Council insulted by editorial
Mayor Don Jones began Tuesday's Craig City Council meeting by addressing the Daily Press editorial board's recent opinion piece on secret ballots.
The editorial requested the Council vote on Tuesday's appointment in an open record. Traditionally, the Council votes by secret ballot.
The newspaper presented inaccurate conclusions and passed them off as truth, Jones said. No one on the Council would think to appoint someone that wasn't qualified because they knew him or her, he added.
"If our newspaper would spend more time focusing on local issues, spelling errors and grammatical errors, maybe we'd have a better newspaper," Jones said.
Councilor Bill Johnston also addressed the issue.
"You should never go to war with anyone who has more ink than you have," he said. "I took that editorial as an insult and a slap in the face. We have a very open and honest forum here for anyone to say their peace. One editorial attempted to take that away."
Later in the meeting, Daily Press Publisher Bryce Jacobson addressed the Council.
"Mr. Mayor, I find it laughable that you dare criticize a business in an open meeting," Jacobson said. "We wrote an opinion - I stress the word 'opinion' - and an opinion is simply that. You have done secret ballots. It's not like we plucked this out of thin air.
Every time we run something
you don't agree with, you run right
out and blame the editorial board. It's an opinion of citizens that live inside this community. If you would just think that maybe this is an opinion that other people in the community might have, too."
Johnston wholeheartedly agreed that every citizen should be able to express his or her opinions freely, he said. The difference is that Jacobson, as publisher, can abuse that.
"You run a newspaper and you get to run your opinion and the rebuttal is difficult."
Jacobson responded that anyone is free to submit things to the newspaper. Johnston said he has never had anything he submitted denied publication.
Craig And then there were two.
The Craig City Council identified two finalists Tuesday night for the seat vacated by Rod Compton: Chris Nichols, former Craig Fire/Rescue chief, and Gene Bilodeau, Colorado Northwestern Community College Craig campus dean.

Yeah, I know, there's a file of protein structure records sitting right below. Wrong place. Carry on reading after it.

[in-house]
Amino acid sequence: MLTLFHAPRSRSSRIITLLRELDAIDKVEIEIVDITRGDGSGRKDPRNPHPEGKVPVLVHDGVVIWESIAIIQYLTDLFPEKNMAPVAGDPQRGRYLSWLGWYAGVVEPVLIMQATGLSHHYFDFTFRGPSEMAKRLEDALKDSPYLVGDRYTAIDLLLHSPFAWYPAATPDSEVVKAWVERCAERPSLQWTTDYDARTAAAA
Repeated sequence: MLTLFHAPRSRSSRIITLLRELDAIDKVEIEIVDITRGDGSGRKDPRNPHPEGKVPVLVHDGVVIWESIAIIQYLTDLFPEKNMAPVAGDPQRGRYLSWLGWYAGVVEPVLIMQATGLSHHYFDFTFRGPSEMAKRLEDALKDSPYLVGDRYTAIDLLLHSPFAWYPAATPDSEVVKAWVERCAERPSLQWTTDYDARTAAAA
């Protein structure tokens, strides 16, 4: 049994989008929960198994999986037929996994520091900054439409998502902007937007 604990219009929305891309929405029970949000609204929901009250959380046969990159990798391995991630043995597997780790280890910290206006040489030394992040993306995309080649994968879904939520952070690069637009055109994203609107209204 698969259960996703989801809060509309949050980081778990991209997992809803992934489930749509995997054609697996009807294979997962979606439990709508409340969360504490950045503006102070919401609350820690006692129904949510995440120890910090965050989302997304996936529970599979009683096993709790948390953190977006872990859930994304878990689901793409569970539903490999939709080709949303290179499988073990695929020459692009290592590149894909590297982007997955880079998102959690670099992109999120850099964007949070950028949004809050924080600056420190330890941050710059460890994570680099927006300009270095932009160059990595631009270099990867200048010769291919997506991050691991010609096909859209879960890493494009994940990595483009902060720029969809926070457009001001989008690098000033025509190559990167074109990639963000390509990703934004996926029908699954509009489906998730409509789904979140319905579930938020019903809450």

Eventually, Bilodeau would swear an oath and take a seat on the Council, but in the end, the Councilors did not make the final decision.
After the first round of interviews, the Council was evenly split between supporters for each.
Mayor Don Jones and councilors Ray Beck and Terry Carwile voted for Bilodeau. Councilors Byron Willems, Joe Herod and Bill Johnston voted for Nichols.
"One of the things that makes this hard is they're both qualified 110 percent," Herod said.
Without a decision, and not wanting to extend the appointment process any longer than it had been, the Council asked the candidates to step forward. They would say what separated them from the other.
The Council called Nichols first.
"For the next several years, there's going to be major issues," Nichols said. "A lot more development, a lot more construction, a lot more growth."
Nichols helped write the community development codes that require businesses to develop property in ways the city can be proud of, he said. His authorial hand in those statutes not only gives him knowledge of how the code reads, but what intent was behind the words.
When growth and building issues come up, he can help the Council understand and reconcile the dispute, he said.
The Council agreed.
"He's just an extraordinarily strong candidate," Carwile said as Nichols stepped away from the podium.
Bilodeau does not have the same background in city planning.
He does, however, have a great deal of experience fostering relationships, he said, and his commitment to communication can be an asset, he said.
"What I present to you is me," Bilodeau said. "I think so much of what is important and what is needed is not average communication, but above-average communication. I think whatever my shortcomings may be, as an individual or as a businessman, I make up for in my ability to work with people."
Again, the Council agreed.
"I worked with Gene Bilodeau through the Chamber," Jones said. "I appreciate his leadership skills and how he can smooth out ruffled feathers with disgruntled boards and people. That was the deciding factor for me."
After the second round, the Council was split once again.
But the tie didn't last for long.
As the Council debated whether it should table a decision until a later date or approve a special election - which city clerk and personnel director Shirley Seely said might cost between $8,000 and $10,000 - both candidates stepped into the fray.
Neither wanted their bid to become a public servant to cost the city that much money, they said.
Too many times people get bogged down in details, Bilodeau said. He suggested he and Nichols flip a coin to decide the outcome. Moffat County Commissioner Saed Tayyara remembered he was first appointed to the Council in 1977 by coin flip.
"I'm not going to arm-wrestle him," Bilodeau said. "He's bigger than me."
Nichols had a different idea.
"I'll let Gene have the position," he said.
After a brief discussion outside Council Chambers with Bilodeau, Nichols approached the podium and formally resigned his candidacy.
Bilodeau will keep that seat until the next city general election in April 2009. Then, whoever wins the election would fill the remainder of Compton's term until 2011.
Collin Smith can be reached at 824-7031, ext. 209, or email@example.com